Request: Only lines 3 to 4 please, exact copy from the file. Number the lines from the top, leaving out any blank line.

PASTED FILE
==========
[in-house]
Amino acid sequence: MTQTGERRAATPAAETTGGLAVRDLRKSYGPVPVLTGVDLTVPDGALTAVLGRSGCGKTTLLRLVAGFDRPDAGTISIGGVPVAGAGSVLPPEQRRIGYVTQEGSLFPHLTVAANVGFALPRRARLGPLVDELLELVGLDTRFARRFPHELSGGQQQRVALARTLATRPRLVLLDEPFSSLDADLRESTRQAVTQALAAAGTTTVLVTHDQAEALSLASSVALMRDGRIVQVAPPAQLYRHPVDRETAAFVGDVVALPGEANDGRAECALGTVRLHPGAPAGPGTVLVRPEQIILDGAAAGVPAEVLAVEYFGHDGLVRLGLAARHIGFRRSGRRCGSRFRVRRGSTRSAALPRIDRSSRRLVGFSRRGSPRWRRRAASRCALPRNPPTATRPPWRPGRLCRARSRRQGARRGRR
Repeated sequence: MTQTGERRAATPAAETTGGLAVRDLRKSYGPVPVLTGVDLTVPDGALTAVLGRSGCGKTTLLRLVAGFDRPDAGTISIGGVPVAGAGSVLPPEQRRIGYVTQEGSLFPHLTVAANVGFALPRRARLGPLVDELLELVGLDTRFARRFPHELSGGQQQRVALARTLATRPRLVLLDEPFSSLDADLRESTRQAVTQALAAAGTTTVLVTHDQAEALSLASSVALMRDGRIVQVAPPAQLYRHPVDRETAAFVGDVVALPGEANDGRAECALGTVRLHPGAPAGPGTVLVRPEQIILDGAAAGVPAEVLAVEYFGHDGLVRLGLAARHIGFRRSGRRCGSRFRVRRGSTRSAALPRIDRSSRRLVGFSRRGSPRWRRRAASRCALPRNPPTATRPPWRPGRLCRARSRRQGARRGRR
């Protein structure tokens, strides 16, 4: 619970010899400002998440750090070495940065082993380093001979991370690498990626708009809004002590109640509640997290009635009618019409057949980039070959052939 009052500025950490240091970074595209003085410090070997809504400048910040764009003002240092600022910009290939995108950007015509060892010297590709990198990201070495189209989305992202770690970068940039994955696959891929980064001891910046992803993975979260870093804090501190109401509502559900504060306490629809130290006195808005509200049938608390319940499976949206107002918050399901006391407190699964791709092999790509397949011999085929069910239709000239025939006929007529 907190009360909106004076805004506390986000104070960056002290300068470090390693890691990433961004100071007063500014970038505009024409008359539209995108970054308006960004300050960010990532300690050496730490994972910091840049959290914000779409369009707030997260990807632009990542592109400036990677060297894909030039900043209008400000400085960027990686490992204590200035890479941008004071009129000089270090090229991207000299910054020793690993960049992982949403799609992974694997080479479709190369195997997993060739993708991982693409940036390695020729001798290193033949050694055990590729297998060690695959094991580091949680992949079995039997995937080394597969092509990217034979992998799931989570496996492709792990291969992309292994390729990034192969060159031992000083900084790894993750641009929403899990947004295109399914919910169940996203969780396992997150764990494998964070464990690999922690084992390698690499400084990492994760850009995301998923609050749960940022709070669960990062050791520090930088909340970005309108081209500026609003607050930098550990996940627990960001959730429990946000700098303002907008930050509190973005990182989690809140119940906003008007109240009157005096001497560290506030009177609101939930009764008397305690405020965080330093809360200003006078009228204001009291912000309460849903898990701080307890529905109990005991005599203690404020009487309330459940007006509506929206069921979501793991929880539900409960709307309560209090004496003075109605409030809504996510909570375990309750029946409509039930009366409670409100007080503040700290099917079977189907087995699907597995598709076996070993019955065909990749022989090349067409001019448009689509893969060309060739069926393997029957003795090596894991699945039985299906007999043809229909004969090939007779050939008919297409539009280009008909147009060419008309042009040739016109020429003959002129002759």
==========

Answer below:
Repeated sequence: MTQTGERRAATPAAETTGGLAVRDLRKSYGPVPVLTGVDLTVPDGALTAVLGRSGCGKTTLLRLVAGFDRPDAGTISIGGVPVAGAGSVLPPEQRRIGYVTQEGSLFPHLTVAANVGFALPRRARLGPLVDELLELVGLDTRFARRFPHELSGGQQQRVALARTLATRPRLVLLDEPFSSLDADLRESTRQAVTQALAAAGTTTVLVTHDQAEALSLASSVALMRDGRIVQVAPPAQLYRHPVDRETAAFVGDVVALPGEANDGRAECALGTVRLHPGAPAGPGTVLVRPEQIILDGAAAGVPAEVLAVEYFGHDGLVRLGLAARHIGFRRSGRRCGSRFRVRRGSTRSAALPRIDRSSRRLVGFSRRGSPRWRRRAASRCALPRNPPTATRPPWRPGRLCRARSRRQGARRGRR
């Protein structure tokens, strides 16, 4: 619970010899400002998440750090070495940065082993380093001979991370690498990626708009809004002590109640509640997290009635009618019409057949980039070959052939 009052500025950490240091970074595209003085410090070997809504400048910040764009003002240092600022910009290939995108950007015509060892010297590709990198990201070495189209989305992202770690970068940039994955696959891929980064001891910046992803993975979260870093804090501190109401509502559900504060306490629809130290006195808005509200049938608390319940499976949206107002918050399901006391407190699964791709092999790509397949011999085929069910239709000239025939006929007529 907190009360909106004076805004506390986000104070960056002290300068470090390693890691990433961004100071007063500014970038505009024409008359539209995108970054308006960004300050960010990532300690050496730490994972910091840049959290914000779409369009707030997260990807632009990542592109400036990677060297894909030039900043209008400000400085960027990686490992204590200035890479941008004071009129000089270090090229991207000299910054020793690993960049992982949403799609992974694997080479479709190369195997997993060739993708991982693409940036390695020729001798290193033949050694055990590729297998060690695959094991580091949680992949079995039997995937080394597969092509990217034979992998799931989570496996492709792990291969992309292994390729990034192969060159031992000083900084790894993750641009929403899990947004295109399914919910169940996203969780396992997150764990494998964070464990690999922690084992390698690499400084990492994760850009995301998923609050749960940022709070669960990062050791520090930088909340970005309108081209500026609003607050930098550990996940627990960001959730429990946000700098303002907008930050509190973005990182989690809140119940906003008007109240009157005096001497560290506030009177609101939930009764008397305690405020965080330093809360200003006078009228204001009291912000309460849903898990701080307890529905109990005991005599203690404020009487309330459940007006509506929206069921979501793991929880539900409960709307309560209090004496003075109605409030809504996510909570375990309750029946409509039930009366409670409100007080503040700290099917079977189907087995699907597995598709076996070993019955065909990749022989090349067409001019448009689509893969060309060739069926393997029957003795090596894991699945039985299906007999043809229909004969090939007779050939008919297409539009280009008909147009060419008309042009040739016109020429003959002129002759």